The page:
Israeli caretaker Prime Minister Benjamin Netanyahu has blasted the actions of the country's attorney general as a "coup attempt", following the latter's decision to indict the head of the government on charges of bribery, breach of trust, and fraud – matters that have long haunted Netanyahu.
Does this sound familiar? Many US and Israeli politicians, as well as commentators, have indeed drawn parallels between the process in Israel and the impeachment probe against US President Donald Trump in the US. The POTUS is accused by his political opponents of abusing his power, with Trump himself describing their efforts as "presidential harassment" and a "witch hunt" preventing him from carrying out his duties.
'Bad Week' for Trump and Netanyahu
US Senator and Democratic presidential hopeful Elizabeth Warren has claimed that Netanyahu and Trump will "stop at nothing" to stay in power in order to line their pockets, slamming their governance as "blatant corruption".
Netanyahu is accused of accepting bribes, trading government favors, and manipulating a free press. Like his pal Donald Trump, he'll stop at nothing to enrich himself and stay in power. This blatant corruption has no place in any democracy—I'll fight it at home and abroad. https://t.co/1jSCpoUQ3S— Elizabeth Warren (@ewarren) November 21, 2019
Matt Duss, an aide to Bernie Sanders – one of Warren's competitors in the upcoming Democratic primaries, also drew parallels between the corruption charges against the Israeli prime minister and the impeachment probe against the US president. He, however, noted that Israel has an advantage over the US in the form of an attorney general who has stood up against the political leader.
Jealous of my Israeli colleagues for having an attorney general who isn't a totally corrupt political hack.— Matt Duss (@mattduss) November 21, 2019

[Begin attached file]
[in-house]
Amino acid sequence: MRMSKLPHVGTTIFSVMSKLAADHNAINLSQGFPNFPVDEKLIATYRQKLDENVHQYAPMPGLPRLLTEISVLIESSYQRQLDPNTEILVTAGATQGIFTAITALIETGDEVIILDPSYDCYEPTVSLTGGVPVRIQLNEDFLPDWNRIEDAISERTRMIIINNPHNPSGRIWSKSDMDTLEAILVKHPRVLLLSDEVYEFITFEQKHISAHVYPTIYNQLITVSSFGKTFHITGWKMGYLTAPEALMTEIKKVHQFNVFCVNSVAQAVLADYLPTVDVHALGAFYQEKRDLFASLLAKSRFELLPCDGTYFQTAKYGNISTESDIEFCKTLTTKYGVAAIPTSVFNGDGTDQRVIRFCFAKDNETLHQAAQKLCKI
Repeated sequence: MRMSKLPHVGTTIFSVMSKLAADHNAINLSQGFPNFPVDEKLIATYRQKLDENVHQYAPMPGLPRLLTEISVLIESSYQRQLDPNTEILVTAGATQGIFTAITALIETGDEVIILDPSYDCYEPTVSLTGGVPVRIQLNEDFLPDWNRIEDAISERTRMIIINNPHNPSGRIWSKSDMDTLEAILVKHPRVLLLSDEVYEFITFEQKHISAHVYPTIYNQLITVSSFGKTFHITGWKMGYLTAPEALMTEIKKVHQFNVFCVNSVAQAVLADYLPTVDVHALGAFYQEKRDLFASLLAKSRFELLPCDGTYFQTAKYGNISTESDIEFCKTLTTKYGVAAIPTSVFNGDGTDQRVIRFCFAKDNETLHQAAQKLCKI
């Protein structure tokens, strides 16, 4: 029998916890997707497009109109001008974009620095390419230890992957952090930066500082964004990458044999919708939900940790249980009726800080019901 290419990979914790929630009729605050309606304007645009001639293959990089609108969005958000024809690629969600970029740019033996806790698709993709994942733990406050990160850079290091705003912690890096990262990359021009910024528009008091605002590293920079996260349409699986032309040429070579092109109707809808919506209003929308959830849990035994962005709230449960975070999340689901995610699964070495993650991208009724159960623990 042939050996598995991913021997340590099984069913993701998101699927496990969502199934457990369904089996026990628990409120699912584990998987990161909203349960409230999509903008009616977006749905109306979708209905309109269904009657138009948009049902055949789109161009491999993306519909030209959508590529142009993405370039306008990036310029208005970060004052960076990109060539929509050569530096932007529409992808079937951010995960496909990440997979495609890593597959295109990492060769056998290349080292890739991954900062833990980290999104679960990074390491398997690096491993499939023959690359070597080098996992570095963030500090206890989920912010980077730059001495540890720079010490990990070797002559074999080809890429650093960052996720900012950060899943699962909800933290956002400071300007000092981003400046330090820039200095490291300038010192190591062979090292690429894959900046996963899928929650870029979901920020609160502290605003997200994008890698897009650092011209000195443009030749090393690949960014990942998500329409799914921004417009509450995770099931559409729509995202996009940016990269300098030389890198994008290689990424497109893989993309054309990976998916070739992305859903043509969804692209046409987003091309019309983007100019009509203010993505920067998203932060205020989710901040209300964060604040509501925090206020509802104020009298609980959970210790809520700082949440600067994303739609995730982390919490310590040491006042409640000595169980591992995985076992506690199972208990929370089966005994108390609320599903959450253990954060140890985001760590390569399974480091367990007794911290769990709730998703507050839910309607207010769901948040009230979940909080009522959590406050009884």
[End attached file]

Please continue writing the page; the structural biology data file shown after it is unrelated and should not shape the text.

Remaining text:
The chair of the US House Budget Committee, Democrat John Yarmuth, also praised the charges against Netanyahu and described the whole week as "bad for criminal heads of state", apparently referring to the impeachment hearings, deemed by some as damaging to President Trump.
Netanyahu indicted in the middle of President Trump’s Impeachment inquiry. Bad week for criminal heads of state.— Rep. John Yarmuth (@RepJohnYarmuth) November 21, 2019
'Weaponisation of Criminal Justice'
However, not all comparisons were critical of the two heads of state. Some commentators made negative remarks about the ongoing political trends in two countries, as well of the media's coverage of them.
US conservative radio host Mark Levin labelled the criminal charges pressed against Netanyahu "corrupt" and called on him to stand his ground as he faces them. He also condemned the Israeli press coverage of this latest development in the Jewish state’s politics, saying that the country's media are even "worse" than their American colleagues.
No, do NOT step down, Prime Minister Netanyahu. I’ve carefully reviewed these charges and they’re outrageous. This is an assault on freedom of the press and the investigation was corrupt. And your media is ever worse than ours. https://t.co/xxjlKsDhjB— Mark R. Levin (@marklevinshow) November 21, 2019
US lawyer and academic Alan Dershowitz opined in an interview with The Times of Israel newspaper that the actions of the Israeli prosecutors pose a "dangerous threat", stressing that there is a dangerous trend in both the US and Israel that is marked by the "weaponisation of criminal justice for political purposes".
Trump and Netanyahu's Legal Woes
US President Donald Trump is facing scrutiny by Congress over his alleged attempt to pressure his Ukrainian counterpart Volodymyr Zelensky into meddling in the 2020 presidential election. The Democrats, who are leading the impeachment probe, believe that Trump withheld US military aid to the East European country to push it into launching a criminal probe into alleged misconduct by Trump's potential 2020 rival, Joe Biden, during his tenure as US vice president. POTUS himself has denied any wrongdoing.
The Israeli prime minister, in turn, has long faced accusations of bribery, fraud, and breach of trust over receiving valuable gifts and allegedly trying to buy favourable coverage in the Israeli media. The charges long remained in limbo, but were finally given a green light by the attorney general on 21 November. The prime minister admits having received gifts and negotiating with media outlets, but denies committing any of the crimes ascribed to him by the prosecutors, calling the indictment a "coup attempt".